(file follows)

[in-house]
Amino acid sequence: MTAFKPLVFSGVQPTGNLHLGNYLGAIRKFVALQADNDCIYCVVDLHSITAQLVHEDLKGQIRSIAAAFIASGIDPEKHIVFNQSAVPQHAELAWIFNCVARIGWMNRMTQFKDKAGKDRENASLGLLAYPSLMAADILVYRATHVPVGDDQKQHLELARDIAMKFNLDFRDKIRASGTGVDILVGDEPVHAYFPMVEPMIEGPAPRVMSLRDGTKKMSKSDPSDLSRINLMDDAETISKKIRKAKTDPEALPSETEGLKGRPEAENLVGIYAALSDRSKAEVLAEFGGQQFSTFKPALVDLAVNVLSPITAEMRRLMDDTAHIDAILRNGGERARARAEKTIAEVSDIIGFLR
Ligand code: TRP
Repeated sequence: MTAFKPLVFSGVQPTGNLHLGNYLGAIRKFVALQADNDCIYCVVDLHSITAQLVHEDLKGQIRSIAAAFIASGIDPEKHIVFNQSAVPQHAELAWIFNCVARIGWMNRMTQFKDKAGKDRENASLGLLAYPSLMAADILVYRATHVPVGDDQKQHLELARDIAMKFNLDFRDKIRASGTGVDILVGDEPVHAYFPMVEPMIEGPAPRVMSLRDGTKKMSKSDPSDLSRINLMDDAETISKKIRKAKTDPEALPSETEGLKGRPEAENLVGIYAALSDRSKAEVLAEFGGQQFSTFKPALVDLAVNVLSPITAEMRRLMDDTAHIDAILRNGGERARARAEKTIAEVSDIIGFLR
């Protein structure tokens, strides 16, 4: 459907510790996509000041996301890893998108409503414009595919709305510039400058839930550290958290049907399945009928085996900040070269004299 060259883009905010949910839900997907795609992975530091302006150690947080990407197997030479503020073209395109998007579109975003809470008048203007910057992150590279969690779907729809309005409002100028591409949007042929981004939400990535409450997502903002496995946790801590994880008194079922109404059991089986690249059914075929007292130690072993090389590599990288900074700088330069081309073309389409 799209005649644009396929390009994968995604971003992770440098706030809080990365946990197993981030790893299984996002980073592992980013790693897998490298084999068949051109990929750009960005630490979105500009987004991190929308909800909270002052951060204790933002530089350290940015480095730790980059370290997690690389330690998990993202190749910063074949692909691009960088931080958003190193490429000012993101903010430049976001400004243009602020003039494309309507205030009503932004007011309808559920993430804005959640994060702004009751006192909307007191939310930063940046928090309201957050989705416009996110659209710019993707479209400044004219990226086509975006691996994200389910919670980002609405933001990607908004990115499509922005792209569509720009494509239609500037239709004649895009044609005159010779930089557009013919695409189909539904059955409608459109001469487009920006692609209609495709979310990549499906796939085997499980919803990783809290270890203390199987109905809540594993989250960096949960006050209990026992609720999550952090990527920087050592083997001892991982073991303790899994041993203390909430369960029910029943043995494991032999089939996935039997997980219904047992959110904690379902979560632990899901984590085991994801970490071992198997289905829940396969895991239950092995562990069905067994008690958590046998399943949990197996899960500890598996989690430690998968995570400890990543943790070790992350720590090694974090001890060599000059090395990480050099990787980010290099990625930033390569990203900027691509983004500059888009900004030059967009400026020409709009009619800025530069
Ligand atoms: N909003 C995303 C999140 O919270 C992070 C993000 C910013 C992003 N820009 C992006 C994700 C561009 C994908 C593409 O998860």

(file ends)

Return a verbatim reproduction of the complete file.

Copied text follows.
[in-house]
Amino acid sequence: MTAFKPLVFSGVQPTGNLHLGNYLGAIRKFVALQADNDCIYCVVDLHSITAQLVHEDLKGQIRSIAAAFIASGIDPEKHIVFNQSAVPQHAELAWIFNCVARIGWMNRMTQFKDKAGKDRENASLGLLAYPSLMAADILVYRATHVPVGDDQKQHLELARDIAMKFNLDFRDKIRASGTGVDILVGDEPVHAYFPMVEPMIEGPAPRVMSLRDGTKKMSKSDPSDLSRINLMDDAETISKKIRKAKTDPEALPSETEGLKGRPEAENLVGIYAALSDRSKAEVLAEFGGQQFSTFKPALVDLAVNVLSPITAEMRRLMDDTAHIDAILRNGGERARARAEKTIAEVSDIIGFLR
Ligand code: TRP
Repeated sequence: MTAFKPLVFSGVQPTGNLHLGNYLGAIRKFVALQADNDCIYCVVDLHSITAQLVHEDLKGQIRSIAAAFIASGIDPEKHIVFNQSAVPQHAELAWIFNCVARIGWMNRMTQFKDKAGKDRENASLGLLAYPSLMAADILVYRATHVPVGDDQKQHLELARDIAMKFNLDFRDKIRASGTGVDILVGDEPVHAYFPMVEPMIEGPAPRVMSLRDGTKKMSKSDPSDLSRINLMDDAETISKKIRKAKTDPEALPSETEGLKGRPEAENLVGIYAALSDRSKAEVLAEFGGQQFSTFKPALVDLAVNVLSPITAEMRRLMDDTAHIDAILRNGGERARARAEKTIAEVSDIIGFLR
């Protein structure tokens, strides 16, 4: 459907510790996509000041996301890893998108409503414009595919709305510039400058839930550290958290049907399945009928085996900040070269004299 060259883009905010949910839900997907795609992975530091302006150690947080990407197997030479503020073209395109998007579109975003809470008048203007910057992150590279969690779907729809309005409002100028591409949007042929981004939400990535409450997502903002496995946790801590994880008194079922109404059991089986690249059914075929007292130690072993090389590599990288900074700088330069081309073309389409 799209005649644009396929390009994968995604971003992770440098706030809080990365946990197993981030790893299984996002980073592992980013790693897998490298084999068949051109990929750009960005630490979105500009987004991190929308909800909270002052951060204790933002530089350290940015480095730790980059370290997690690389330690998990993202190749910063074949692909691009960088931080958003190193490429000012993101903010430049976001400004243009602020003039494309309507205030009503932004007011309808559920993430804005959640994060702004009751006192909307007191939310930063940046928090309201957050989705416009996110659209710019993707479209400044004219990226086509975006691996994200389910919670980002609405933001990607908004990115499509922005792209569509720009494509239609500037239709004649895009044609005159010779930089557009013919695409189909539904059955409608459109001469487009920006692609209609495709979310990549499906796939085997499980919803990783809290270890203390199987109905809540594993989250960096949960006050209990026992609720999550952090990527920087050592083997001892991982073991303790899994041993203390909430369960029910029943043995494991032999089939996935039997997980219904047992959110904690379902979560632990899901984590085991994801970490071992198997289905829940396969895991239950092995562990069905067994008690958590046998399943949990197996899960500890598996989690430690998968995570400890990543943790070790992350720590090694974090001890060599000059090395990480050099990787980010290099990625930033390569990203900027691509983004500059888009900004030059967009400026020409709009009619800025530069
Ligand atoms: N909003 C995303 C999140 O919270 C992070 C993000 C910013 C992003 N820009 C992006 C994700 C561009 C994908 C593409 O998860």